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December 21, 2014 | 29th Kislev 5775

A fault line runs through it

Galilee Diary #191
July 25, 2004
Marc Rosenstein

Recently, I was standing in the living room talking to Tami, who was sitting on the couch, when suddenly she said, “There, did you feel something?” I had to admit that I didn’t know what she was talking about. Sure enough, the next day we read in the newspaper about a minor earthquake that had affected the region. This is not the first time Tami has been aware of seismic activity under our feet, while I have remained oblivious to it. The point here is not my insensitivity, but rather, the fact that we live in an earthquake zone. Sometimes I wonder what God was thinking when He chose this particular sliver of the world to promise to us. OK, so our desert may not be quite as arid and forbidding as that of our neighbors to the east and the west – but it also doesn’t lie on top of vast deposits of petroleum, like their deserts do. Nicely positioned as a bridge between Asia and Africa – and between the Mediterranean Sea and the Indian Ocean - this land has always served as a crossroads for trade and cultural transmission – but also for the conquering armies of competing empires, who have been marching back and forth across our little patch of homeland since history began to be recorded. A land flowing with milk and honey – indeed, but only in a rainy year; living as we do squeezed between the Mediterranean and the desert, it rains only during half the year, and the entire cycle of natural flora and agriculture depends on how many millimeters of rain fall during the winter months. That’s why our Canaanite predecessors here prayed to Ba’al, the rain god, and we did too, when the prophets weren’t looking.

Droughts, wars, energy prices – we can deal with it. But whose idea was it to settle directly along one of the most active fault lines in the world? From Metulla in the north to Eilat in the south, the dominant feature of the landscape of Israel is the Syro-African rift valley, a massive meeting of tectonic plates that lies beneath the Jordan river, the Sea of Galilee, the Dead Sea, the Arava, and the Gulf of Aqaba. It is this fault that gives us hot springs and sulfur springs – and tar springs beneath the Dead Sea. And it is the shifting of plates in this valley that has produced a long series of earthquakes – seismologists estimate about one every 50 years. The most recent that caused property damage was in 1995 (even I felt that one). The most recent to cause deaths (about 400) was in 1927. Archaeologists find evidence of earlier quakes throughout the span of history; Bet Shean was destroyed in 746; Safed in 1759 and again in 1837.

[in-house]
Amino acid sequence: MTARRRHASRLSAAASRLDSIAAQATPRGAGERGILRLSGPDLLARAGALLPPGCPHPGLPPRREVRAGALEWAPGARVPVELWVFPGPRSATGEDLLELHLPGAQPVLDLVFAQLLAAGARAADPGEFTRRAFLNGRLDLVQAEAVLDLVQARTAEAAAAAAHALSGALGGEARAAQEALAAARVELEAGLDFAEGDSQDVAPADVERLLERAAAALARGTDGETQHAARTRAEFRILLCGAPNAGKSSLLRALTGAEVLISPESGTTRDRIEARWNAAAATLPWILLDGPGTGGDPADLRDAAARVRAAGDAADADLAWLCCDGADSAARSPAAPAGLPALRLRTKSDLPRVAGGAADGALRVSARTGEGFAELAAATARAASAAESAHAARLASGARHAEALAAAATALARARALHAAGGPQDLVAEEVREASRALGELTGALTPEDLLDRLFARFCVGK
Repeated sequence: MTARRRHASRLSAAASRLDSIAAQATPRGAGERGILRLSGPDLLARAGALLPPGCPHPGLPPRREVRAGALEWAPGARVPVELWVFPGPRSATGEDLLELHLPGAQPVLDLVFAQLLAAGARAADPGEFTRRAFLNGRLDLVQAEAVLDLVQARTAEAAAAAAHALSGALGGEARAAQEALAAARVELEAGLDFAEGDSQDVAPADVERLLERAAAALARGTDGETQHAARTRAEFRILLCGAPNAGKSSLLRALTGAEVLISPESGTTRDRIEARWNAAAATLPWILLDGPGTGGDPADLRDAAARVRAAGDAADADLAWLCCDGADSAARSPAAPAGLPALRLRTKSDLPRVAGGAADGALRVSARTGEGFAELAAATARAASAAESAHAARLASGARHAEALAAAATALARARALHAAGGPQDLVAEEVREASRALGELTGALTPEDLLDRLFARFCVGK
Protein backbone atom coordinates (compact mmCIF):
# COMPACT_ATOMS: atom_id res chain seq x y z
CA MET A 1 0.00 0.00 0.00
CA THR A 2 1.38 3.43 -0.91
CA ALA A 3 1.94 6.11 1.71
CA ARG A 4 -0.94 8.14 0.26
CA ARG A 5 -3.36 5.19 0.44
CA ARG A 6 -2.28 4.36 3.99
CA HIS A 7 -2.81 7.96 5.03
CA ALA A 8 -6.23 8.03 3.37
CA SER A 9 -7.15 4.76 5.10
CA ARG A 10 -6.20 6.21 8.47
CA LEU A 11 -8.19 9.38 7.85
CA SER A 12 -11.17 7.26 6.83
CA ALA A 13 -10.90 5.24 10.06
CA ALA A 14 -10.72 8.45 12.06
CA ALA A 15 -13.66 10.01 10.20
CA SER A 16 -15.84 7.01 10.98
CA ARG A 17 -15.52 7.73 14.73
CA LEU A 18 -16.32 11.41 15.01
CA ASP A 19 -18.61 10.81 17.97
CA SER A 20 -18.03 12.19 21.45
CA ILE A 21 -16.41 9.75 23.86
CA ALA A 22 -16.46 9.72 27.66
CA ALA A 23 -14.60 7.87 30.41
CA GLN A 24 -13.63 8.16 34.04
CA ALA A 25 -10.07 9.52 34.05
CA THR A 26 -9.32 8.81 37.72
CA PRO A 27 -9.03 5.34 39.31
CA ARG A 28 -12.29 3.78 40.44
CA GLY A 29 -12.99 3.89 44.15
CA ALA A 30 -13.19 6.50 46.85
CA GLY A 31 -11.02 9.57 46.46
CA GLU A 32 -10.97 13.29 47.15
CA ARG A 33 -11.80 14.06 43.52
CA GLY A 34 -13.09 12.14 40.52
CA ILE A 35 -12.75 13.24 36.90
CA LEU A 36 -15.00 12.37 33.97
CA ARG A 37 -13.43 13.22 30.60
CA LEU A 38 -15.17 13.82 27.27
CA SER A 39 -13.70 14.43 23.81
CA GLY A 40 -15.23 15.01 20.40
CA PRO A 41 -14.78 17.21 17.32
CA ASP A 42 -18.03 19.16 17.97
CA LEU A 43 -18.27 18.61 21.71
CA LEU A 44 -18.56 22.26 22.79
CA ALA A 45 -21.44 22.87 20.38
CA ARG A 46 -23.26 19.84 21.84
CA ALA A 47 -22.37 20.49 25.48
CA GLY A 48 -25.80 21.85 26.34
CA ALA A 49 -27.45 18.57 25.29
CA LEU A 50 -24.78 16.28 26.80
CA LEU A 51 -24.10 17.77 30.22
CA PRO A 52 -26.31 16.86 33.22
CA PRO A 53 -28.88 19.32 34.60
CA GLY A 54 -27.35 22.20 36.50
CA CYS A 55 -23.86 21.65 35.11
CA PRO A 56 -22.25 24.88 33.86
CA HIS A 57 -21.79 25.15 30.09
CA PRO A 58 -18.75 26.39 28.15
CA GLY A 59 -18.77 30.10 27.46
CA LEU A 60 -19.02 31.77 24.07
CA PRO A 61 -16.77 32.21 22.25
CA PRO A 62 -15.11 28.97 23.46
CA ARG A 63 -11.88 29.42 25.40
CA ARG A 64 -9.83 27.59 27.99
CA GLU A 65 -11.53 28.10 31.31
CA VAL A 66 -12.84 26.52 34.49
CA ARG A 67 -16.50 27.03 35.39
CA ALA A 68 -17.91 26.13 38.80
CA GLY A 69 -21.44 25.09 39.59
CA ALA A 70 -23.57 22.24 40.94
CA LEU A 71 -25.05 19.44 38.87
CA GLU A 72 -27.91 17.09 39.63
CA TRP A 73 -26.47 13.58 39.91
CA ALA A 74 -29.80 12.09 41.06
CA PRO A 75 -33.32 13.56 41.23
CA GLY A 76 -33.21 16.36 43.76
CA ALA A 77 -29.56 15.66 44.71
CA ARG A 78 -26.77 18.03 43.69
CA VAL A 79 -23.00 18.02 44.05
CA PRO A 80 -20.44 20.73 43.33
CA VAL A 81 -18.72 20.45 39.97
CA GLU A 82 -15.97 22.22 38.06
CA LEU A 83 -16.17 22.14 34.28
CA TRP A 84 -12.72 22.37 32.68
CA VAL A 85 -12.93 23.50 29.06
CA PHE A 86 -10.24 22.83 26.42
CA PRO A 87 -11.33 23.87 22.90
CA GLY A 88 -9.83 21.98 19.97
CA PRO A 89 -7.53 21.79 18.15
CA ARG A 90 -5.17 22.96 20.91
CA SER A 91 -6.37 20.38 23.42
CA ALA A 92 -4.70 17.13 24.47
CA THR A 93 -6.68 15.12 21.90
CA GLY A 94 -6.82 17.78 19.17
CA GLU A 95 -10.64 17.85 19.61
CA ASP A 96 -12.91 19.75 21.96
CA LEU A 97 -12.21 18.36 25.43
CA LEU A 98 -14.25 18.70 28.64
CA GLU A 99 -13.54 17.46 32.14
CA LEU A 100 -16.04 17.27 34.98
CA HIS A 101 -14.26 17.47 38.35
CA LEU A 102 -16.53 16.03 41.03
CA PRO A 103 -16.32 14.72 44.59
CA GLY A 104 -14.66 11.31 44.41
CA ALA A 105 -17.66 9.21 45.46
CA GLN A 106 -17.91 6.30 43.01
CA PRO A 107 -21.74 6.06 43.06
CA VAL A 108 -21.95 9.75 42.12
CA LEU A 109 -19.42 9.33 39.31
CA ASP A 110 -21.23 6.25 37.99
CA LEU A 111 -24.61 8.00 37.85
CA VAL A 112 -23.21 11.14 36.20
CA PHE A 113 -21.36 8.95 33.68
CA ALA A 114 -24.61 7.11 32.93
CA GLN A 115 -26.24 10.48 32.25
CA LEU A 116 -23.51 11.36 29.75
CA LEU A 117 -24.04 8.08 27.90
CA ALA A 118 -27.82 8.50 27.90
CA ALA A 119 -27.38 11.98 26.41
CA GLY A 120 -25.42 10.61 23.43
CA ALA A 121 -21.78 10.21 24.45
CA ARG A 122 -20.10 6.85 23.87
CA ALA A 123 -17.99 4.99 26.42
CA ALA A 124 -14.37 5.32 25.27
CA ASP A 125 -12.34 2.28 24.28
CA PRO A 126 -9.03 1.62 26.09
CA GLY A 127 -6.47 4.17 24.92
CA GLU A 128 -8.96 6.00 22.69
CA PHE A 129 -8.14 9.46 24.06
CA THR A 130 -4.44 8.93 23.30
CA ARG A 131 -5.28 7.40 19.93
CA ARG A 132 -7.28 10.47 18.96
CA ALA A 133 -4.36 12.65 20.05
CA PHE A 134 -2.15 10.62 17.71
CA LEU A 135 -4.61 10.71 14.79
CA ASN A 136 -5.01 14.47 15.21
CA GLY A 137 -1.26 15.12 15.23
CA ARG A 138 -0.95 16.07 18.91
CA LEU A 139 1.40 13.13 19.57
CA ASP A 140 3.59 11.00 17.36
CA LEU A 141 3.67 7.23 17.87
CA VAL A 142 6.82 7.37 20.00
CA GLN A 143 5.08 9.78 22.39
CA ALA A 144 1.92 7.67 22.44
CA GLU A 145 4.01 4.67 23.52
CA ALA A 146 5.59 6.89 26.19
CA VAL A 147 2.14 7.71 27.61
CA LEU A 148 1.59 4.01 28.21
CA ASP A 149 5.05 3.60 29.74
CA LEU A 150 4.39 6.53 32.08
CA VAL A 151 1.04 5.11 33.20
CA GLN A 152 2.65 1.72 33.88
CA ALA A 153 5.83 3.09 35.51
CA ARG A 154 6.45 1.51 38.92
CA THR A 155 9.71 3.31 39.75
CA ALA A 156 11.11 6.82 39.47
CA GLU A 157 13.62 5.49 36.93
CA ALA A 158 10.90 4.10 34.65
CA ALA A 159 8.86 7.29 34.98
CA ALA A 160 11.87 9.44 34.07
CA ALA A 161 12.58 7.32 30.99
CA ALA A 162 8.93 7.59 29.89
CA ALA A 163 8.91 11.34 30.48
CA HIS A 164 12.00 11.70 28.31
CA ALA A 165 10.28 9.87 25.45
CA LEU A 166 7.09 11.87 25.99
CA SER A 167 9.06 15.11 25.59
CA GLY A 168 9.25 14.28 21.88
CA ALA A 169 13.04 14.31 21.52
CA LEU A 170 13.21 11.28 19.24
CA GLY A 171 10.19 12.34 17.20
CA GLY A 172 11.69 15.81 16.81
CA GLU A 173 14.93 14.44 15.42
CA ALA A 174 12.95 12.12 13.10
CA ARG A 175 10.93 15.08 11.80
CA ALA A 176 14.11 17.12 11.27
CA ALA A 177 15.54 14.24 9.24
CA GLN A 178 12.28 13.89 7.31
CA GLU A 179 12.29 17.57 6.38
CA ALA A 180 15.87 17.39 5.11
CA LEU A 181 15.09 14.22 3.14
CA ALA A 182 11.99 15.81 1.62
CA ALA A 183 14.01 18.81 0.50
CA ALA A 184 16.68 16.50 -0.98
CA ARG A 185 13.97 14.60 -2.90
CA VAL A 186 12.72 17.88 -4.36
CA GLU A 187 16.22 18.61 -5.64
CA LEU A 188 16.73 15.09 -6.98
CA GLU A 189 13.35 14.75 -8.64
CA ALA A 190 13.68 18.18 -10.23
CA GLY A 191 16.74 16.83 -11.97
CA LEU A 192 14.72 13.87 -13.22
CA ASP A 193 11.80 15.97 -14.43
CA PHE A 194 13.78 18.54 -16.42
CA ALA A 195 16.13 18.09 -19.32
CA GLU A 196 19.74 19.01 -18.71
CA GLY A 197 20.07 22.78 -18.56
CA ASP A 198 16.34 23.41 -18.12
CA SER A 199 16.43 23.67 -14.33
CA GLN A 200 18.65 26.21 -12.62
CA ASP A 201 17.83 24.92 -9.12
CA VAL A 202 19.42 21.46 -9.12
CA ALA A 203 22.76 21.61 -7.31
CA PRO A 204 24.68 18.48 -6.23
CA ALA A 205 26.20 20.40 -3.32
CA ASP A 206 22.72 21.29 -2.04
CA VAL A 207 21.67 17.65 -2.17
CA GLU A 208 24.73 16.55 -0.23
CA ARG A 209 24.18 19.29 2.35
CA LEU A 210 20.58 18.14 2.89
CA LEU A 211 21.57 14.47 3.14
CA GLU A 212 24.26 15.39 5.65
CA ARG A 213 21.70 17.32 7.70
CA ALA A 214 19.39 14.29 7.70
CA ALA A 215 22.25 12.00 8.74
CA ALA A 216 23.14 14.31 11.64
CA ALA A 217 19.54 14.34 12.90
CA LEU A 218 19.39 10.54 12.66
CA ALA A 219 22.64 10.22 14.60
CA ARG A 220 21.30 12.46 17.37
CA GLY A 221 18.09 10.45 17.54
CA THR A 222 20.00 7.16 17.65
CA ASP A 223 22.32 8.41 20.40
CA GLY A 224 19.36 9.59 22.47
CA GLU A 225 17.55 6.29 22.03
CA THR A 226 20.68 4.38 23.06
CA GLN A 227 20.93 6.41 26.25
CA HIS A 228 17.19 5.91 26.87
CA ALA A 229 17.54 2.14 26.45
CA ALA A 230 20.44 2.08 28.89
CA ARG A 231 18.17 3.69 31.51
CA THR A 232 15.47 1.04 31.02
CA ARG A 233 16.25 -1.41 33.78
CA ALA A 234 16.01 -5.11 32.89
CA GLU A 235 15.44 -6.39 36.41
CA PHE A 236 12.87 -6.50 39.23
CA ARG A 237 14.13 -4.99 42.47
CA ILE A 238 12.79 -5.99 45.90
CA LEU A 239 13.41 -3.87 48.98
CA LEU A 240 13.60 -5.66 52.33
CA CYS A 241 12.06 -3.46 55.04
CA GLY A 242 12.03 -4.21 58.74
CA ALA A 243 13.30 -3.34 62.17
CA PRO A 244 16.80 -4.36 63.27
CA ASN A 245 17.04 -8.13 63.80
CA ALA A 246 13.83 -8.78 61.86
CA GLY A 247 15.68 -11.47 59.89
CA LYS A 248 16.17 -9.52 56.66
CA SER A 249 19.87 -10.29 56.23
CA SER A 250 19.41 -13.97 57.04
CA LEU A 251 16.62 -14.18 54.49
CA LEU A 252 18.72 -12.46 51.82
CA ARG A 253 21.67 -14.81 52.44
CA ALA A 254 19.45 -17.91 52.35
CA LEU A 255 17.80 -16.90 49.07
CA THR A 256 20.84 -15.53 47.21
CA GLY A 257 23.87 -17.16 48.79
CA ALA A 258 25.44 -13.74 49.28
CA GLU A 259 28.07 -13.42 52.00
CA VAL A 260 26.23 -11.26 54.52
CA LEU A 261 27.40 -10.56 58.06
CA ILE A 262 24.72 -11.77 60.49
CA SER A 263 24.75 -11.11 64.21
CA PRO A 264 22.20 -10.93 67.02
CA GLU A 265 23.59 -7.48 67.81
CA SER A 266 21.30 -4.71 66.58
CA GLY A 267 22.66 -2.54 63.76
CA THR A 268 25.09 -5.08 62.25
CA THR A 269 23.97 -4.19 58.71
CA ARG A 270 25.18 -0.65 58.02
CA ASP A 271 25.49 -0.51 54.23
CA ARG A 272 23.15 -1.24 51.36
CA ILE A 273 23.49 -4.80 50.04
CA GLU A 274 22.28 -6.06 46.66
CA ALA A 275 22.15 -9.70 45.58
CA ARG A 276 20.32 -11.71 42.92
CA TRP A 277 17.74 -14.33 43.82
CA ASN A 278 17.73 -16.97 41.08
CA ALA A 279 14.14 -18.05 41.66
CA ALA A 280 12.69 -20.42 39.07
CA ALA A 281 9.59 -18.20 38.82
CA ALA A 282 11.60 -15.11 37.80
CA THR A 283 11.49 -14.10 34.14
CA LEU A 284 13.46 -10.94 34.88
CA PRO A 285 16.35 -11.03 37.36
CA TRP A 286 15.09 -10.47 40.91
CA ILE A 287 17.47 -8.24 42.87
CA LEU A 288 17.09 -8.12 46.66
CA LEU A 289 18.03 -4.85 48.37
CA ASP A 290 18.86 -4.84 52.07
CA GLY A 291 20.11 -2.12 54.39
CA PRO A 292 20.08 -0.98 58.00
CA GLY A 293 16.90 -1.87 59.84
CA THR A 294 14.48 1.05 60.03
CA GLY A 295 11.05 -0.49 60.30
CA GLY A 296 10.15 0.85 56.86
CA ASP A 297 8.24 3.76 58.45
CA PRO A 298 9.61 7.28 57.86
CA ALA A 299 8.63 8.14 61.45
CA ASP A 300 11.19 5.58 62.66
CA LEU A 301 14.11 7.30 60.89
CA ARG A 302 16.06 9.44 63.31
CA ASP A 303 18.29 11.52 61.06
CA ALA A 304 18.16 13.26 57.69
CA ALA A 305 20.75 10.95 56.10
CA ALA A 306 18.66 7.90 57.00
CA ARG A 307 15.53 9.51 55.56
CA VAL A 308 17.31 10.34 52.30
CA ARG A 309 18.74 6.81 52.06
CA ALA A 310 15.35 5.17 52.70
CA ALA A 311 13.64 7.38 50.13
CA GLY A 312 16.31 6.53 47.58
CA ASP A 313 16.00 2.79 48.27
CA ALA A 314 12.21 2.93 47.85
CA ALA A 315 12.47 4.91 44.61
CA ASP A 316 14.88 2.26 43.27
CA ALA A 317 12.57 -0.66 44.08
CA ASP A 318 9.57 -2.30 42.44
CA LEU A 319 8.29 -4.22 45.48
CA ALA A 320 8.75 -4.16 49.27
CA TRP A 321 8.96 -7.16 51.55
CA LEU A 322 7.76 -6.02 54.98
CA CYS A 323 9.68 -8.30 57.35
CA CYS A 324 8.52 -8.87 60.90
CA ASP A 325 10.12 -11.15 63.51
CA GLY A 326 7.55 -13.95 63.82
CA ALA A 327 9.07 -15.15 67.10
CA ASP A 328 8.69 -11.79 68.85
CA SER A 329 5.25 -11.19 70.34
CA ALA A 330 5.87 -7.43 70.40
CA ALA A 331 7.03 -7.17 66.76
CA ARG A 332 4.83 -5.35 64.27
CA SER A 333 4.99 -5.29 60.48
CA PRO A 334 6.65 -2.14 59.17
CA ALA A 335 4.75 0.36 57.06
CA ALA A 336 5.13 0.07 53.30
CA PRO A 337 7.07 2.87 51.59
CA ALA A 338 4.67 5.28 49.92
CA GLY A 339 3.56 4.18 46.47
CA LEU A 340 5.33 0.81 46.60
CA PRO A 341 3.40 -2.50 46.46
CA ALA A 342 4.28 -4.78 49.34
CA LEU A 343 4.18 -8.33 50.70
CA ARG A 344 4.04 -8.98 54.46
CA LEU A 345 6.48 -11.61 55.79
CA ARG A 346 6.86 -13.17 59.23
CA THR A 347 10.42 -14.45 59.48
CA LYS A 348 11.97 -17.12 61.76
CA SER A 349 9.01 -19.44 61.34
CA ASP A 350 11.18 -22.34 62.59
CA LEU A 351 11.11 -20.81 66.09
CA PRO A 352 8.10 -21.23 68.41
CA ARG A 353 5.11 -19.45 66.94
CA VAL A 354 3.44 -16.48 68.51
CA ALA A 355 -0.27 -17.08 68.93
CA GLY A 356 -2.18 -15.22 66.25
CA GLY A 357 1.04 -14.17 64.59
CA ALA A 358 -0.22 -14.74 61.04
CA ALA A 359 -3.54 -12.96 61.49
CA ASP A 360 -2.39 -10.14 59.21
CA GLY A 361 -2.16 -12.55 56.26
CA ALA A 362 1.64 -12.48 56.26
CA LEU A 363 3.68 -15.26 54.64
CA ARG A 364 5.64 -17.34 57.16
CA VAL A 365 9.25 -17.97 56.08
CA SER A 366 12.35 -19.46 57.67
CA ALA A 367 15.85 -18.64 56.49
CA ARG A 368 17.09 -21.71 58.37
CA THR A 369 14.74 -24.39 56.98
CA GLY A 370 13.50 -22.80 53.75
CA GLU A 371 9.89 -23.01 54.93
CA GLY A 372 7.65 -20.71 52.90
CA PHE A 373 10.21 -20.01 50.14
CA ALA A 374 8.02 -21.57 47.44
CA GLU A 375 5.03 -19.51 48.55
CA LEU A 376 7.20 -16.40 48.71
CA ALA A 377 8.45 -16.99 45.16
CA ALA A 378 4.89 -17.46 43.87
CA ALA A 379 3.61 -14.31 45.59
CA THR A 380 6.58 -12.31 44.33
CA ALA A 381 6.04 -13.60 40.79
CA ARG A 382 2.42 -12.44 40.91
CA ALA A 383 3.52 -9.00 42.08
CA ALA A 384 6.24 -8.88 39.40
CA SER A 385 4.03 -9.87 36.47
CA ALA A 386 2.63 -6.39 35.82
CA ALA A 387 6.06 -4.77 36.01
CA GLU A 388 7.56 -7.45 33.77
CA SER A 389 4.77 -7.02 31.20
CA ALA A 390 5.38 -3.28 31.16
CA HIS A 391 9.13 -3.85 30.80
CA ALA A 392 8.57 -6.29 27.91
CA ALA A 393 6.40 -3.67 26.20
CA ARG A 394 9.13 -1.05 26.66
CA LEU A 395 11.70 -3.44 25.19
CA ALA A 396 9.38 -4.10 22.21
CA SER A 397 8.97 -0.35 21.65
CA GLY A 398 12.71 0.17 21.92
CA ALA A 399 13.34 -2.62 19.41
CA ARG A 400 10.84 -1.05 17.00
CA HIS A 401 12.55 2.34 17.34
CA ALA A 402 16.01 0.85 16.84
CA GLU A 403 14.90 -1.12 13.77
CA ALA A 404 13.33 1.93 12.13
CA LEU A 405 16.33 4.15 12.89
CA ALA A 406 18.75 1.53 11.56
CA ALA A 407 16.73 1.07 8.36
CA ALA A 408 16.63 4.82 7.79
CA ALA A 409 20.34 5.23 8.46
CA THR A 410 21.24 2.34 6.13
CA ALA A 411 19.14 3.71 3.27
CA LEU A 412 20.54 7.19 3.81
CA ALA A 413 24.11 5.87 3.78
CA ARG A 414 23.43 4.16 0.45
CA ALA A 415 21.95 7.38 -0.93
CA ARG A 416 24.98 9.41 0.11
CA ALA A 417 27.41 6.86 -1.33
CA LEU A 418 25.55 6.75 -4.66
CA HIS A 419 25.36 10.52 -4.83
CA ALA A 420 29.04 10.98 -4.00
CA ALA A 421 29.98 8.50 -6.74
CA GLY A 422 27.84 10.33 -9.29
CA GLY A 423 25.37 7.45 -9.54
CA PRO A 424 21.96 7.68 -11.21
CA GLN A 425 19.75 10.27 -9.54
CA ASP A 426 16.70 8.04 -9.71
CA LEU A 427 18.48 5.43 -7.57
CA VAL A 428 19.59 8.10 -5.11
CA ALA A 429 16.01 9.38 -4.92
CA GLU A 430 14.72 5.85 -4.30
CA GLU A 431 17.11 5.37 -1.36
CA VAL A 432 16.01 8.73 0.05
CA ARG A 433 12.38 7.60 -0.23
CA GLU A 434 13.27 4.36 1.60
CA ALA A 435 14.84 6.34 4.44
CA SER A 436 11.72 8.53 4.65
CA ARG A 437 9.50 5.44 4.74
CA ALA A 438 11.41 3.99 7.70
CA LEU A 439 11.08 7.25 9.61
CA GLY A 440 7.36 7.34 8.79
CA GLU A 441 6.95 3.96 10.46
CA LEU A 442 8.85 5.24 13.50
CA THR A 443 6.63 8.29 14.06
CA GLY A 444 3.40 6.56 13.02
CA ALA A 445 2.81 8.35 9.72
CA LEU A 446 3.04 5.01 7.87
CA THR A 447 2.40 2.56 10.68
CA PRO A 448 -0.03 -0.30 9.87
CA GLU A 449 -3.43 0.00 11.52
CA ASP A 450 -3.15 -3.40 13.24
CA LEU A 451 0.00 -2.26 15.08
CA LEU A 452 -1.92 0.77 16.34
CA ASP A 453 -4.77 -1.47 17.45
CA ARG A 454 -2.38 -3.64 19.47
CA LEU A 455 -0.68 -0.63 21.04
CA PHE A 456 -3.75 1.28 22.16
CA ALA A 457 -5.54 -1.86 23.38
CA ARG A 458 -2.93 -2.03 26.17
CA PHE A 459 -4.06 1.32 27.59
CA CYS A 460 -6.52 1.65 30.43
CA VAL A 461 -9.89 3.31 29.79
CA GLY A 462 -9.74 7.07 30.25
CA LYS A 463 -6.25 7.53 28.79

The words of Amos, a sheep breeder from Tekoa, who prophesied concerning Israel in the reigns of Kings Uzziah of Judah and Jeroboam son of Joash of Israel, two years before the earthquake.

           -Amos 1:1

And the valley of the hills shall be stopped up…as it was stopped up as a result of the earthquake in the days of King Uzziah of Judah.

            -Zechariah 14:5

After that one, in 759 BCE, we know of a number of other major quakes: in 31 BCE, 68 CE, 553, 746, 963, 1033, 1067, 1138, 1202, 1546, 1837, 1927… If you were looking for reasons not to visit, now you have another one.

Like everyone else, it seems that our connection to place is not based on rational considerations. If people chose their location rationally, think of all the places that would be uninhabited today – places prone to killer hurricanes, floods, earthquakes, droughts, blizzards, terror, and violent crime. We are bound to places by memory, by history, by inertia, by ideology, by the joy of the spring after the blizzard, the calm after the earthquake. Place becomes part of our identity and it is nearly impossible to tear it out of us. There is a deep insight into human nature in the account of the First Earthquake, at Sodom (right on the fault line). The angels said to Lot’s family: “Flee for your life! Do not look behind you…” [Gen. 19:17] But “Lot’s wife looked back, and she thereupon turned into a pillar of salt.” [Gen. 19:26]. And if you don’t believe it, you can see the pillar of salt by the shore of the Dead Sea, to this day. Meanwhile, here we sit, occupied with our trivial pursuit of peace and prosperity, waiting for the Big One.

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